#CFA After taking some time after receiving the results last Tuesday, I’m still on cloud 9 over here. It’s been a long 4 years since I decided to first go for the charter in 2008 right after getting my MBA and MS in Finance. At the time the goal of passing all 3 exams seemed daunting and very unlikely for someone like me who wasn’t coming from a traditional finance career path. I knew I could do it but worried about the time committment necessary to get here. Well, I’m 3 for 3 and after I apply this week and get everything verified, I should have my charter in hand.
So how did I do it? Well I will definitely update my guide to passing level 1 to now include all 3 levels as well as some tips on actually applying for the charter, getting work experience verified, etc. The quick summary is
1) Set a goal
2) Work hard at it
3) Don’t give up
It’s really that simple. I set the goal of obtaining charter and going 3 for 3. I worked hard at it, 10-20 hours per week for up to 6 months for each level and more the month before exam. And I didnt give up when work, personal life, or my own fears were getting in the way. There was a point where I even questioned whether the cost in time and money was worth the effort, especially if I didn’t have a Wall St career lined up already. I’m glad I pushed thru all of that.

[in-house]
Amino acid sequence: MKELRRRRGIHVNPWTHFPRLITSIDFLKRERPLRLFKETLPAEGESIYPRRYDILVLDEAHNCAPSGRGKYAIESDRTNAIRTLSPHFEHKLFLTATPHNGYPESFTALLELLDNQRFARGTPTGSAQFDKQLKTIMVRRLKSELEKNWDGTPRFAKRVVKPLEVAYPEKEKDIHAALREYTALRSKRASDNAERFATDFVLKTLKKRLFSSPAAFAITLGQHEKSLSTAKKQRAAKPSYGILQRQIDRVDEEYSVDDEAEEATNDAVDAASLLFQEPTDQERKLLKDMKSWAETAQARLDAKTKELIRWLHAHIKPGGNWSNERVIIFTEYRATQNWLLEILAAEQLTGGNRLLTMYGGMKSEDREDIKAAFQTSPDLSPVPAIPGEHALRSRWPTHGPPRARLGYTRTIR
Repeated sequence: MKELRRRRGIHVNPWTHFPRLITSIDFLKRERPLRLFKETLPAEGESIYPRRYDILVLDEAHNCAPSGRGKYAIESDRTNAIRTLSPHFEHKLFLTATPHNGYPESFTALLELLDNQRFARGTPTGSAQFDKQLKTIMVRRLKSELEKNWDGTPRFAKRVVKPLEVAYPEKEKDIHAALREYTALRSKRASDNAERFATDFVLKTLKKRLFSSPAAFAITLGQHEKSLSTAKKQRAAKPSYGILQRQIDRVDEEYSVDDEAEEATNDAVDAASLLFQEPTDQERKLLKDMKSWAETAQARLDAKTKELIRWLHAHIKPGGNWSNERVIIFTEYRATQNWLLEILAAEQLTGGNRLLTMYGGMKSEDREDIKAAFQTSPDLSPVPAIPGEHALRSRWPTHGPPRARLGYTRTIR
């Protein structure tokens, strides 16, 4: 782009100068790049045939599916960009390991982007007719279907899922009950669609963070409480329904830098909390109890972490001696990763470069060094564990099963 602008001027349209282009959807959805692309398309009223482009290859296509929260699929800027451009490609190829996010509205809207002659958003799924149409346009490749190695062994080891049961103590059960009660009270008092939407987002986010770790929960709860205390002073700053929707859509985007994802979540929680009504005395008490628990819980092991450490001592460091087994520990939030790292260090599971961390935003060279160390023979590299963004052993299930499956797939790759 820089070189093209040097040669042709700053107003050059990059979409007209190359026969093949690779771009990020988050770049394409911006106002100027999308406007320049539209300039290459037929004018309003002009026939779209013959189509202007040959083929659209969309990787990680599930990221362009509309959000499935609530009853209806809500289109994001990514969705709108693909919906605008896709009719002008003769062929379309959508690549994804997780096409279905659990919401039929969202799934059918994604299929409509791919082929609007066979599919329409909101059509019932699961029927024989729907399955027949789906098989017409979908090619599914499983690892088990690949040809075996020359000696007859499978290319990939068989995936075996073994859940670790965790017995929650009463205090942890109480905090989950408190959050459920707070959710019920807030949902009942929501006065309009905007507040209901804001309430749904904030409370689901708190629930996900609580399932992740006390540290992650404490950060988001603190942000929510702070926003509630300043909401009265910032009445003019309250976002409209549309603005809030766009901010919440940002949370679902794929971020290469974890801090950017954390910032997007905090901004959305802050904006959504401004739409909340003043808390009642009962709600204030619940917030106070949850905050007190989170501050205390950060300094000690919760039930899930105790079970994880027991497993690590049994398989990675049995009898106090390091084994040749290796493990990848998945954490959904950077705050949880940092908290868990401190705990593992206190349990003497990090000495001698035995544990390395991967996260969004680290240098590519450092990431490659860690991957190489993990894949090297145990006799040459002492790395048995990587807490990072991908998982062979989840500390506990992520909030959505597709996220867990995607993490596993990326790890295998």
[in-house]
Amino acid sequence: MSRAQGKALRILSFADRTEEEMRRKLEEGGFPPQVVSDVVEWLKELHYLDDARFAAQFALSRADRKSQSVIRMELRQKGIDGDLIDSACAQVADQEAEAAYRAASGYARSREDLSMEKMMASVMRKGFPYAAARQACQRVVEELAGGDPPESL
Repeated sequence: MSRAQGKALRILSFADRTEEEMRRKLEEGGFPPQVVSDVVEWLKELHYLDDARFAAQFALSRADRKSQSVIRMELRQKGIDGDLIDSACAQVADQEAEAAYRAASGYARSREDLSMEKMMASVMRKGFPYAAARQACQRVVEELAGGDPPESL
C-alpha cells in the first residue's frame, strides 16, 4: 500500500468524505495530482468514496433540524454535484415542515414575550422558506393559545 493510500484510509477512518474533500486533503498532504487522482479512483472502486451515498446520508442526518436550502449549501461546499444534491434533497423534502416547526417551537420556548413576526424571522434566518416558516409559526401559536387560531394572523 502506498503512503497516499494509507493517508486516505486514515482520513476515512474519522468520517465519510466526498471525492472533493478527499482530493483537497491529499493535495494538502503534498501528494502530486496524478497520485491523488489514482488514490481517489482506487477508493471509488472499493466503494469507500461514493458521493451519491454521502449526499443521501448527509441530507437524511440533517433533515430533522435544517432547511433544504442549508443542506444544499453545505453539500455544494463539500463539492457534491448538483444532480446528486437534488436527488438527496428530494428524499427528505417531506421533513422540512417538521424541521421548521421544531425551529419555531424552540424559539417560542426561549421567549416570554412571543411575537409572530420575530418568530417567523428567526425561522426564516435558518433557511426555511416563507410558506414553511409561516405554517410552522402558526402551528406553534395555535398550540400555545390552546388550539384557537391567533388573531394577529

The first name of this blog was called My CFA Adventure as many long time readers may recall, and this was quite an adventure. The most important thing I learned wasn’t about fixed income, or how to use a swap to hedge a mortgage portfolio or what behavioral characteristic an investor fits into. I’ve forgotten most of that already anyway. The most imporant thing I learned was about myself. I learned that I could set a goal and achieve it after hard work and dedication. I learned I could prioritize, balance and manage a high workload alongside doing something on the side to better myself. I learned I could become disillusioned with a goal yet not give up. I learned I could push myself in new directions and away from my comfort zone. All of these lessons will stay with me much further than any financial theory I learned from the curriculum, many of which will change over the course of my working career. The growth I experienced these past 4 years has been immeasurable and I’m a better person for having gone thru this.
Thanks to everyone for the support over the years. It’s been quite a ride.